In many relationships, one partner feels like they have to beg for attention and affection while the other feels like they just can’t get any alone time. One partner feels neglected and the other feels pressured to say and do more. This can be really annoying! It even happens when both partners are committed to fostering a healthy relationship. If you’ve experienced this dynamic, you’ll be happy to know it has a name: pursuer-distancer. Sometimes also referred to as an avoidant/ambivalent pairing or as over-functioner/under-functioner, this dynamic happens when partners have different insecure attachment styles. The good news is you can absolutely conquer this dynamic! This episode teaches you how.
It’s important to note that this dynamic plays out to some degree in all relationships. In fact, the pairing of ambivalent and avoidant partners is the most common pairing there is! So it’s valuable for everyone to analyze their relationship through this lens. I believe that if we all had a deeper understanding of relationship dynamics, we would treat our partners more thoughtfully and reap the rewards of happier, healthier relationships! Learn about this dynamic and how to compensate for it in this episode!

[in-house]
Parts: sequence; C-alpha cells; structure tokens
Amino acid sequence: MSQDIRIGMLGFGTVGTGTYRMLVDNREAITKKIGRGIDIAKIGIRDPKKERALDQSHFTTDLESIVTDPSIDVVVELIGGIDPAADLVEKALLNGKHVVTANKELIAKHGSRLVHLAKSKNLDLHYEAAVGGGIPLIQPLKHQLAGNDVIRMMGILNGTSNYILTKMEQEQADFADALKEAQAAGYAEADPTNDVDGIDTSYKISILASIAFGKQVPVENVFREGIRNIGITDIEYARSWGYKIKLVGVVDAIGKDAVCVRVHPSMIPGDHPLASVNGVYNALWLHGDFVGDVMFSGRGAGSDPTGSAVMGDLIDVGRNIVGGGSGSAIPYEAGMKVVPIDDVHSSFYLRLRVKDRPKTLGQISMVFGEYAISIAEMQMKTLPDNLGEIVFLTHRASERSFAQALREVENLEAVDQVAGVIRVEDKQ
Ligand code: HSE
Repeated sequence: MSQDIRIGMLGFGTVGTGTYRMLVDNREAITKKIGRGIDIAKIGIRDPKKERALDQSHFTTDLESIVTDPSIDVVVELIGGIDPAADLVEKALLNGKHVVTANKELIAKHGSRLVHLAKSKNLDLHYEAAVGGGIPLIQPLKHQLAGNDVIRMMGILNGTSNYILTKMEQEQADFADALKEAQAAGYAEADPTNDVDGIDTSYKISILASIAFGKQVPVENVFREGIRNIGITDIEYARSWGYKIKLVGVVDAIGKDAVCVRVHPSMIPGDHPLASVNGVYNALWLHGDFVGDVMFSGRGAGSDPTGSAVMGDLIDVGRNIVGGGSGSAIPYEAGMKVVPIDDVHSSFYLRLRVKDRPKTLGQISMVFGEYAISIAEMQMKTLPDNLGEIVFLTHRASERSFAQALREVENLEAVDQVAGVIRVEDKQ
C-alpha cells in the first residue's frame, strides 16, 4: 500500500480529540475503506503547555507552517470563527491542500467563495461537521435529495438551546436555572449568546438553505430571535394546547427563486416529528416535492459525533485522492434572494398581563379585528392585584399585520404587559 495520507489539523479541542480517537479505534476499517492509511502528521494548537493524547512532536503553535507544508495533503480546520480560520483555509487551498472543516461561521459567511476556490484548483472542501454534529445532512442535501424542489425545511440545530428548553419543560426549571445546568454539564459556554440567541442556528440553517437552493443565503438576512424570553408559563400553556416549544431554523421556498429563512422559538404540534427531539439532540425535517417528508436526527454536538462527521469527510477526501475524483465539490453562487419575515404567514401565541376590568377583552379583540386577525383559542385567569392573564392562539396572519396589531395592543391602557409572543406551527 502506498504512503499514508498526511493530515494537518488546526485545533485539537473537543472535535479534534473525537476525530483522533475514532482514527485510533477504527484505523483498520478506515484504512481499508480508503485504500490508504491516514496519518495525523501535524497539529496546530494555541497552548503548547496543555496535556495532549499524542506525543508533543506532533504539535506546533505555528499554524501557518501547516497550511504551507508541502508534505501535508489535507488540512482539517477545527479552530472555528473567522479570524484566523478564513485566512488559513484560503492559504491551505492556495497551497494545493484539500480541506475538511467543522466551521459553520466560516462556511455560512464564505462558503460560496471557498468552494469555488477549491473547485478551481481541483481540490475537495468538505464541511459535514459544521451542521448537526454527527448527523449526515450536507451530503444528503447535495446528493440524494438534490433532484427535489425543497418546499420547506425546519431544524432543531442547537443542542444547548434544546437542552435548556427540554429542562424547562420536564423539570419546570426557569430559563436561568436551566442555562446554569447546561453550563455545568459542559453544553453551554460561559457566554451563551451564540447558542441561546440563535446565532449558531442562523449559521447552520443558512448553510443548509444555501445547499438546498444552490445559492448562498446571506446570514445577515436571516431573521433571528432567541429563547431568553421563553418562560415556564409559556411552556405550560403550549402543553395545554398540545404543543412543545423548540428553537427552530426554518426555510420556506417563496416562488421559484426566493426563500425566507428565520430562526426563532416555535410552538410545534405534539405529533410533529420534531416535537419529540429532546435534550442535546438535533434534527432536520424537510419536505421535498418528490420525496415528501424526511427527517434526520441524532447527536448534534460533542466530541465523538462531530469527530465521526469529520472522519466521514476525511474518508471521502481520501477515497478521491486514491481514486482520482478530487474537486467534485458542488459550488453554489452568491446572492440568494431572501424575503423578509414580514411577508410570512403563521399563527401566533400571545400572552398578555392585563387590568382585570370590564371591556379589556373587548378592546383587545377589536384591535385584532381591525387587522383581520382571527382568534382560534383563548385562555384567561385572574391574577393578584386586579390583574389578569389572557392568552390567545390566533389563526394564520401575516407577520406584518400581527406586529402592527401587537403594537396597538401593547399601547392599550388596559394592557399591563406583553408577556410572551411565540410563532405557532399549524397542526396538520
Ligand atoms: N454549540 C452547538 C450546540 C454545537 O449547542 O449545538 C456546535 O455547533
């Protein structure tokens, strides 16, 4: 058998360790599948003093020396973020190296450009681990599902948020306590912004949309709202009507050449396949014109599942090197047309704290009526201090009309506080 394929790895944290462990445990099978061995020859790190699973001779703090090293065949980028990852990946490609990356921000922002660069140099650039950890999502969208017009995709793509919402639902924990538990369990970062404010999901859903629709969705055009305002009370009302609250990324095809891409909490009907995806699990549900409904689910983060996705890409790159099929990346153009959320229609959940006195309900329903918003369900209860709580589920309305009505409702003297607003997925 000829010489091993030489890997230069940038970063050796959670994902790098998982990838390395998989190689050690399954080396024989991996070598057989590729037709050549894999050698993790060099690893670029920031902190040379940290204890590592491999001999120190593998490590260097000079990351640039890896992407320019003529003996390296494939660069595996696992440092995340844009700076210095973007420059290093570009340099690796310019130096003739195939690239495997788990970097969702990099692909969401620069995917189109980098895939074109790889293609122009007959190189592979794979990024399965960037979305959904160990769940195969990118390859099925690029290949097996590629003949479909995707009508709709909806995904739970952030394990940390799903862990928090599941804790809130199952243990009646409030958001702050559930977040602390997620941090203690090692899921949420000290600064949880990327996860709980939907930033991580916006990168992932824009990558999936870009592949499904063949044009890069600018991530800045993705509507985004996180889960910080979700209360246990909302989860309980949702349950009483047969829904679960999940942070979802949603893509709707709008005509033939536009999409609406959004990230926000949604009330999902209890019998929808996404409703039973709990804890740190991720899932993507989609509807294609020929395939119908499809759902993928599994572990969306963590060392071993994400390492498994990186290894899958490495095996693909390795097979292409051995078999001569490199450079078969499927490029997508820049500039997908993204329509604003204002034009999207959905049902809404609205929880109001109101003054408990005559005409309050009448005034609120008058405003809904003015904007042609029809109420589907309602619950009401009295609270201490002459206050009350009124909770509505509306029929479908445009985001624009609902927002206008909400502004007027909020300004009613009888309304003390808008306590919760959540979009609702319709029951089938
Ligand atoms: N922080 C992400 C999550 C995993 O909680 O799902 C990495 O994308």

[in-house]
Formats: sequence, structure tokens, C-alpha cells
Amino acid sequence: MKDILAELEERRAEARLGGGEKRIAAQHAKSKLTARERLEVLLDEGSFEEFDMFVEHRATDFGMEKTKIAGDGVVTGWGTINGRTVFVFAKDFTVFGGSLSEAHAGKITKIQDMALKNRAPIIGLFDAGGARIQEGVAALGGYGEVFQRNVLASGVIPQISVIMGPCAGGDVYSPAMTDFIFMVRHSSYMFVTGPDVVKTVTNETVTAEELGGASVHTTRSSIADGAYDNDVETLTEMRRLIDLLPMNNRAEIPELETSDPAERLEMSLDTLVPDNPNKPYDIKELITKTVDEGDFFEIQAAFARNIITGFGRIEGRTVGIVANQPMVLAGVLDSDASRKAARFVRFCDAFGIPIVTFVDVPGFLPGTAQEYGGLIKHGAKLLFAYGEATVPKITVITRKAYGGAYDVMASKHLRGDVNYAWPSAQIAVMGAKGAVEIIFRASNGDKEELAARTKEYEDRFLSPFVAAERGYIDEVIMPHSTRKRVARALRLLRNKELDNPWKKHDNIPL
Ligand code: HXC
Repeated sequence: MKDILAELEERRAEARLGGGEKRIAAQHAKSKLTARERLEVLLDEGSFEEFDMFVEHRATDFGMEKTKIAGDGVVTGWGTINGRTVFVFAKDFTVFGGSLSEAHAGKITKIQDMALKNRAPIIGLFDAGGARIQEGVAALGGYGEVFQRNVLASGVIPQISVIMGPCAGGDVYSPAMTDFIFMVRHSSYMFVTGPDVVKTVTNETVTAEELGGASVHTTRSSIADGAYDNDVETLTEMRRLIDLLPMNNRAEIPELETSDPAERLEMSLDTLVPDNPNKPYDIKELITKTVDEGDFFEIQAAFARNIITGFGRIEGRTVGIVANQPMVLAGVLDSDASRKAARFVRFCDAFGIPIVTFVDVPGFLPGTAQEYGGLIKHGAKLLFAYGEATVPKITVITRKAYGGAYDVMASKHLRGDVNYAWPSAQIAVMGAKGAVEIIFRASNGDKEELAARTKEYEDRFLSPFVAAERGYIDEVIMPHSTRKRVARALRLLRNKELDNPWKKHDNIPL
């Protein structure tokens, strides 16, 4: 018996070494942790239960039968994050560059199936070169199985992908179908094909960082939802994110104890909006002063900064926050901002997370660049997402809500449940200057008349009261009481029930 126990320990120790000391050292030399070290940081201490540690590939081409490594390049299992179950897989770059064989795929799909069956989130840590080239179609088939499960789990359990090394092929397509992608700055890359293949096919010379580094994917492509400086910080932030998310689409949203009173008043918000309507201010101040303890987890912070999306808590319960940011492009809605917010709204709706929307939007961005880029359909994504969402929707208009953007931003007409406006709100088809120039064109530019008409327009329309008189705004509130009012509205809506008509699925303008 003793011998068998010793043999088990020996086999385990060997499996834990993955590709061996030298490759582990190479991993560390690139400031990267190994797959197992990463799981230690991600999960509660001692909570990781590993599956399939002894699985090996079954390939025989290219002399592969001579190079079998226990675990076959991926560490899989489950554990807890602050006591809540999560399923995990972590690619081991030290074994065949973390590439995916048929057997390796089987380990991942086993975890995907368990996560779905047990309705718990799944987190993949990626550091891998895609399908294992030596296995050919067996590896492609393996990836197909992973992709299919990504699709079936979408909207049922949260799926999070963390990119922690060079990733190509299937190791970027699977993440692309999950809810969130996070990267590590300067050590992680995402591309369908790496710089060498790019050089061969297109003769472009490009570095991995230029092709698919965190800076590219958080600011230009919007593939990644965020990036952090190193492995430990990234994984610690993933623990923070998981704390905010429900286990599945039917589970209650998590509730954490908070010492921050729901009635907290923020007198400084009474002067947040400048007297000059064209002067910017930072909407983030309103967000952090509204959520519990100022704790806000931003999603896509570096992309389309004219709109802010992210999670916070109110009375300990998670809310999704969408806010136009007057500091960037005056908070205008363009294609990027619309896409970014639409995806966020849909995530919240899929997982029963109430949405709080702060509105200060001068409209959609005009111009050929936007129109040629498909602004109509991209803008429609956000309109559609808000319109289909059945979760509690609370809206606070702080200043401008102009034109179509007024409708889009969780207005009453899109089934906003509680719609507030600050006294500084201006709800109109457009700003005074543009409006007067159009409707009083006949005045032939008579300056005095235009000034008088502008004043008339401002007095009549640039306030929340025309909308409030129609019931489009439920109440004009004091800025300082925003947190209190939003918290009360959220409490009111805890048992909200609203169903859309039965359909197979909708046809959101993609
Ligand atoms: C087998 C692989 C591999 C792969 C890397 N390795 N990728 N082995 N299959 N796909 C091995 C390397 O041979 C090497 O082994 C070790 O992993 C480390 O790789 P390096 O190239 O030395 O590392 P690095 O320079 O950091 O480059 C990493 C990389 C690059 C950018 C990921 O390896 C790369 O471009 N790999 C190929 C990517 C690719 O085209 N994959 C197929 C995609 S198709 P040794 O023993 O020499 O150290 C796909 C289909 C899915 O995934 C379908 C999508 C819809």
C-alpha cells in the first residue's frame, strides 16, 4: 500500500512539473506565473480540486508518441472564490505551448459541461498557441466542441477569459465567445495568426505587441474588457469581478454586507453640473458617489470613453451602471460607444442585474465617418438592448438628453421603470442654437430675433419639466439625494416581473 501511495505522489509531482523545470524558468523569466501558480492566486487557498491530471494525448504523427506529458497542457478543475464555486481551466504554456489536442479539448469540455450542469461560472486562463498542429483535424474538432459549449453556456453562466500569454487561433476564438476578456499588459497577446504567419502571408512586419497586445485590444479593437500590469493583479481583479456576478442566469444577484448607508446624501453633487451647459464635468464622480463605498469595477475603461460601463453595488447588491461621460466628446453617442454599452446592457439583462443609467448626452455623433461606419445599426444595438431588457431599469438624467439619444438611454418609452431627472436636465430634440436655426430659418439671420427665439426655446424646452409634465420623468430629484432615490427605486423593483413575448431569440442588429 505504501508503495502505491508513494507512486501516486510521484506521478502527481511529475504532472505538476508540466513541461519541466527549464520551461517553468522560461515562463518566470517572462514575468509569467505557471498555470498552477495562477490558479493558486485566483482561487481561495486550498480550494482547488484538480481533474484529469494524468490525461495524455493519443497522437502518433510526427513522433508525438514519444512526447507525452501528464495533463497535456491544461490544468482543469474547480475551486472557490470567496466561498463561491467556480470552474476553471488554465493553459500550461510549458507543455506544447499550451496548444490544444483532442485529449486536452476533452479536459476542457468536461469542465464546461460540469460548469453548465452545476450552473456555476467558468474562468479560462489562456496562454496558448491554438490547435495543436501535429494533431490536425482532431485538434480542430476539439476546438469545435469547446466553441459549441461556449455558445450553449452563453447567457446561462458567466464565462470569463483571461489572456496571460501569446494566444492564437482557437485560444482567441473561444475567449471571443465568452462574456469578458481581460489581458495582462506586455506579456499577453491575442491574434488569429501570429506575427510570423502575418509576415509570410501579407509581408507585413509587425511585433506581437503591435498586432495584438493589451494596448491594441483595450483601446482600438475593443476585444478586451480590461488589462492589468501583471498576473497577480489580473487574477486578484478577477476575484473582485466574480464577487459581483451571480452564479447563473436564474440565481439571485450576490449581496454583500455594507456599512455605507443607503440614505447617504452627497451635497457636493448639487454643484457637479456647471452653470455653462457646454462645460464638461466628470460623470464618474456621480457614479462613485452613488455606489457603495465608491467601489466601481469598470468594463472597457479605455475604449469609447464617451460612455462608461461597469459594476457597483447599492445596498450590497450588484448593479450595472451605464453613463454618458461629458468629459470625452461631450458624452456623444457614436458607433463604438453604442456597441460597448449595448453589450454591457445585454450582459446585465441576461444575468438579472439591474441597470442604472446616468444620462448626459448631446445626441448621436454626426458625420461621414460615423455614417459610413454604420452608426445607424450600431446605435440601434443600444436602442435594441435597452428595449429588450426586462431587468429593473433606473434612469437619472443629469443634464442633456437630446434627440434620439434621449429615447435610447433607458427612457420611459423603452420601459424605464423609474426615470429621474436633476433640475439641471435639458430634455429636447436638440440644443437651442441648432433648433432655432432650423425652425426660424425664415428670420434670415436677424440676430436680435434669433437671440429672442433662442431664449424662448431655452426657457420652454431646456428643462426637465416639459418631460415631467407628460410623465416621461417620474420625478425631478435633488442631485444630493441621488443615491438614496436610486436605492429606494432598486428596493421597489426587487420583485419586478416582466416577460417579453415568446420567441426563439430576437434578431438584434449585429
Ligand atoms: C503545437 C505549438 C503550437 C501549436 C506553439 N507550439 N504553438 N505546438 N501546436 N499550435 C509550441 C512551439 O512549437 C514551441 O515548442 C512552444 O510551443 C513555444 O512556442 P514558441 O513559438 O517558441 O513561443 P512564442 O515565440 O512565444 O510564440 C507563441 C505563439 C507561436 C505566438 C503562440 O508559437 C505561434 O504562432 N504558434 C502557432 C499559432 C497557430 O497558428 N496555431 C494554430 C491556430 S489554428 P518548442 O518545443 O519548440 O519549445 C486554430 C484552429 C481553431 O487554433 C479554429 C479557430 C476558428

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“Both partners in this dynamic have a reasonable claim to frustration, and when they each talk about why the relationship is frustrating, they both make sense, because they’re frustrated for good reason.” – John Howard
- What the pursuer-distancer dynamic is and how it manifests in relationships
- Why this dynamic is so common
- How the pursuer-distancer dynamic works
- Why it’s never only the distancer’s fault
- How to solve this dynamic in your own relationship
“It’s not really a personal choice to avoid connection but it’s a wired-in nervous system reaction that stems from feeling stressed and overwhelmed.” – John Howard
- If you’d like to dig deeper into the pursuer-distancer dynamic, get a copy of Wired for Love by Stan Tatkin
“At the beginning of a relationship, we’re typically making more of an effort, we’re more intentional and conscious about our relationship behavior, and so we can mask these styles [ambivalent or avoidant] in the beginning, but they begin to show more as two people become closer.” – John Howard